Bob Loya, director of external development at Sierra, attributes the label's rebirth to the success of digital platforms and the growing popularity of downloadable games.
Speaking with Polygon during Gamescom earlier today, Loya called the Sierra revival a "passion project" within Activision, Sierra's parent company, that has garnered a lot of internal support.
"At Activision we're well known for big franchises, big AAA retail franchises," Loya said. "That's not going to change, but we do have a really core group of gamers within the company that wanted to do different things. And there wasn't ever really a path within Activision to do that.
"With the expansion of digital platforms and the popularity and year over year growth in digital sales, we were able to put together a compelling business argument that we can do digital products, be financially successful and at the same time work with some really talented up and coming indie developers to work on some of our IP and to build some new IP."
As for those indie developers working with Sierra, so far the company has announced Geometry Wars 3 from Lucid Games — a studio made up of Geometry Wars veterans from original series developer Bizarre Creations — and a new King's Quest from The Odd Gentlemen, developers of Xbox Live Arcade puzzle platformer The Misadventures of P.B. Winterbottom. Loya noted that Sierra began its talks with indie developers three years ago, hoping to drum up interest in bringing them under the Sierra label.
"Sierra is a nostalgic brand and we want to work towards making what Sierra used to be into a modern day high quality digital brand," Loya said. "We're really looking to do unique stuff. High quality games, edgy games, cool mechanics, things that we might not normally be able to do on bigger titles. But at the end of the day, it's just really trying to make games for gamers."
When asked if this initiative towards snapping up "cool" and "edgy" downloadable titles is a move from Activision to diversify its portfolio from its huge AAA franchises like Call of Duty and Skylanders, Loya said that he didn't know if the push was needed. But it's certainly a great opportunity to broaden Activision's audience, he added.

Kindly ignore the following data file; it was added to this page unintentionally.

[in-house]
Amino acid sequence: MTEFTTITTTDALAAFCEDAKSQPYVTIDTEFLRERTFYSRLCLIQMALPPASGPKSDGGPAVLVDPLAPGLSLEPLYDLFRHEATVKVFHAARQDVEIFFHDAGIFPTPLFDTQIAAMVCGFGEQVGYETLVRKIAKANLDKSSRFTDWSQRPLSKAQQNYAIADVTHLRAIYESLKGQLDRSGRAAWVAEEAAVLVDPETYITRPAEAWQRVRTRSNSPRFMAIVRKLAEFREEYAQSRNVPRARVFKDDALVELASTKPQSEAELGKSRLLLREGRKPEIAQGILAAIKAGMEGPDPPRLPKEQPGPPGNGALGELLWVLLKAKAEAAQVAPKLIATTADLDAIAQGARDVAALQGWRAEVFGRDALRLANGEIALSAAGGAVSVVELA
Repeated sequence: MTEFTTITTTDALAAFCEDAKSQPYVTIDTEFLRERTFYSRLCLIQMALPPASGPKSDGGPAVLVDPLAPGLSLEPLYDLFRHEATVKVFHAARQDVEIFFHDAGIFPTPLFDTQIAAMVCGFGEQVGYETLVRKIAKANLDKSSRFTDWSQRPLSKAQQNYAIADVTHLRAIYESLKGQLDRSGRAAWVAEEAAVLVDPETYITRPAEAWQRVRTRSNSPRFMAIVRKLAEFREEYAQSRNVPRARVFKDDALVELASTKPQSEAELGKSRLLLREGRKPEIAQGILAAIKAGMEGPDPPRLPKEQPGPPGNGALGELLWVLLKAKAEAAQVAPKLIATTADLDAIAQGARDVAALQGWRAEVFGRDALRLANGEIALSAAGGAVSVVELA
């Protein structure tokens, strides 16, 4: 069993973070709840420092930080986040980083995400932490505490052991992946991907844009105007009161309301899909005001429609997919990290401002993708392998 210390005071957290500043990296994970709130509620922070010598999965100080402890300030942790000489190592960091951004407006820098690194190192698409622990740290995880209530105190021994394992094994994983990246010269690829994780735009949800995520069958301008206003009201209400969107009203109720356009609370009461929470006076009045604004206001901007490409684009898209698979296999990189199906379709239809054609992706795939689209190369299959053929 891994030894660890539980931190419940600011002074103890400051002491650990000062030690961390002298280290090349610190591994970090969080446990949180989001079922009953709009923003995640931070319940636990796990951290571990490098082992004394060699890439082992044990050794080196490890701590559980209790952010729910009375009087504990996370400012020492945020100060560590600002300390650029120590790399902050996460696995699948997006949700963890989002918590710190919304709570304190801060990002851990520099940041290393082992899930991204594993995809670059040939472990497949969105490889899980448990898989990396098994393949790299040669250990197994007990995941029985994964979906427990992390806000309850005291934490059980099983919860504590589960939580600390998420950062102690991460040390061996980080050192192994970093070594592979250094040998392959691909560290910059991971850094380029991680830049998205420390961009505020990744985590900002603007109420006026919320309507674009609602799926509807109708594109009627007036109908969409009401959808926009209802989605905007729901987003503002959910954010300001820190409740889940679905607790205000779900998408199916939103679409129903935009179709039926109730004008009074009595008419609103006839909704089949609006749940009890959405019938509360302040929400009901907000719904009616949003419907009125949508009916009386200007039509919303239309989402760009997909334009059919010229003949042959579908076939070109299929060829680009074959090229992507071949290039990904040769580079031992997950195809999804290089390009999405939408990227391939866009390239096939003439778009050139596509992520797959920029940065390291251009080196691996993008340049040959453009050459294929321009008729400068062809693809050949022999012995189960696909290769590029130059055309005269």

"I think it's an opportunity, and it's an opportunity to reach more gamers and different gamers with different products," he said. "We'll hopefully grow that relationship with our consumers, but also grow our relationship with the developer community, to really get talented devs under our umbrella and help them reach their potential as well."
Loya did note that the move to revive Sierra was influenced by the success other major publishers like Sony, Microsoft and have found by nurturing communities of indies. There is a lot more to come, he said, with more announcements on the way "soon."
"[Looking at what PlayStation and Xbox have done with indies] it makes it an easier case to make when you see how great Adam [Boyes] is doing and how great Chris [Charla] is doing at Microsoft and Sony," he explained. "We look at what Ubisoft and 505 [Games] are doing. These guys are making great games and great product and they're really embracing a lot of consumers and growing an intimate relationship with them, and we hope to do that as well."
Tracey Lien contributed to this report.